Did you know?
In his 1755 Dictionary of the English Language, lexicographer Samuel
Johnson noted that "condign" was "always used of something deserved by crimes." Even today, it is most likely to be used to modify "punishment" or a related word such as "redress," "justice," or
"chastisement." And yet, "condign" (which traces to the Latin "com-," meaning "thoroughly," and "dignus," meaning "worthy") once meant "worthy" or "of equal worth or dignity" in English. How did such a
word get chained to "punishment"? It was apparently so condemned in the 1500s by the phraseology of the Tudor Acts of Parliament: "Former statutes . . . for lacke of condigne punishment . . . be littell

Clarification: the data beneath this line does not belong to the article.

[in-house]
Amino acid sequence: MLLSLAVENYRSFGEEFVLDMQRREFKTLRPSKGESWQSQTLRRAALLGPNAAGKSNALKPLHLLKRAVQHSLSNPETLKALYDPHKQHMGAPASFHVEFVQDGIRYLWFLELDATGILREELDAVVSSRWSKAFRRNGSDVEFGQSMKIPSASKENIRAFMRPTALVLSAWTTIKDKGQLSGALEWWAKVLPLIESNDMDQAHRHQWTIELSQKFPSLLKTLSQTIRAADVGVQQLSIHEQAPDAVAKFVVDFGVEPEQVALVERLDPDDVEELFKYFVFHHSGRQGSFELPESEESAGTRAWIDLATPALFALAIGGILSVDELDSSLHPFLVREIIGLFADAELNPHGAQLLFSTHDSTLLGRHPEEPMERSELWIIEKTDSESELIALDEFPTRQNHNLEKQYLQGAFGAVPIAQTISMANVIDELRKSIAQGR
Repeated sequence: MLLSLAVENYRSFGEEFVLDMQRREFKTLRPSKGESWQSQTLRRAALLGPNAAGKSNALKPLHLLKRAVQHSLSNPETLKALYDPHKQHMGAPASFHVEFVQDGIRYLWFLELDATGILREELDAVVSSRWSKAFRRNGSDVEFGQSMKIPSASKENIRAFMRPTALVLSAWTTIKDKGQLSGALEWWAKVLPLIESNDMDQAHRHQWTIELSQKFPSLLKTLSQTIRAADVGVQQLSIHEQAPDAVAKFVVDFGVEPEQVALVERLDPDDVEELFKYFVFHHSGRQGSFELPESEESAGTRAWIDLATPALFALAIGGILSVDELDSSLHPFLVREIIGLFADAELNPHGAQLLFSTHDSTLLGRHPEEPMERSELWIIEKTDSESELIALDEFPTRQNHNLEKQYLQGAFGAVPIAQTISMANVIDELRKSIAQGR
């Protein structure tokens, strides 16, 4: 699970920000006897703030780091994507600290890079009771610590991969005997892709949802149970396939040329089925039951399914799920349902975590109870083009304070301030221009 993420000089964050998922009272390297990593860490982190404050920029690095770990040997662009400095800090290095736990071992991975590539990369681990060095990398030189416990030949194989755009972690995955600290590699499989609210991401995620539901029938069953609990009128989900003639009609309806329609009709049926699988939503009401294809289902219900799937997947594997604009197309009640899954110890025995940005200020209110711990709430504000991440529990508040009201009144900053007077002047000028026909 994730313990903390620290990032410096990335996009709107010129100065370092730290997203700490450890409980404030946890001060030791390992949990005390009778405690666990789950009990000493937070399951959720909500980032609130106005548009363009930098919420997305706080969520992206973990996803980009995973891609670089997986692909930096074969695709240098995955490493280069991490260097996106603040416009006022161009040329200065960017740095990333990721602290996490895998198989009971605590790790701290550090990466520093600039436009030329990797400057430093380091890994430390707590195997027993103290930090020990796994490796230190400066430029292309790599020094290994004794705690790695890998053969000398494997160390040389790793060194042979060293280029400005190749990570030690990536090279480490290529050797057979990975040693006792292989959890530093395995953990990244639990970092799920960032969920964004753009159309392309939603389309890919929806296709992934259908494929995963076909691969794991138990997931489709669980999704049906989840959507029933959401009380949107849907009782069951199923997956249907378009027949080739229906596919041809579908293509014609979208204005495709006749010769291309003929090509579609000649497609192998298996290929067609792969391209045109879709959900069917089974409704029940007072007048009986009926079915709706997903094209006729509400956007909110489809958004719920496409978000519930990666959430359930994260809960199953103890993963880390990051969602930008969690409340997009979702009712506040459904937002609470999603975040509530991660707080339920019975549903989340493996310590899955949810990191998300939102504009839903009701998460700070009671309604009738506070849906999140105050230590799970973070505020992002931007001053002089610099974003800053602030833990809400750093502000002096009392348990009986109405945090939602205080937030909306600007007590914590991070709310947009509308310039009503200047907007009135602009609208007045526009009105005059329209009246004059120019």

feared or regarded."

Monday, December 15, 2003

Red Dawn semiotics

For all the success of the operation Red Dawn in capturing Saddam Hussein, I was immediately struck by how poorly chosen the name was. While I did not see any of the major papers (here or abroad) refer to the title, Slate did. Timothy Noah writes:

Red Dawn is a campy Cold War-era movie depicting the invasion of the United States by Soviet and Cuban troops. A band of youths from a small town in Colorado (including, pre-Dirty Dancing, Patrick Swayze and Jennifer Grey) name themselves the "Wolverines" and mount a guerrilla resistance against the totalitarians who murdered their families. ("Don't cry, man. Let it turn into something else.") The tip-off that Operation Red Dawn was named deliberately after the movie is that the two hiding places scouted out by the combat team were code-named "Wolverine I" and "Wolverine II." (Saddam was found near Wolverine II.)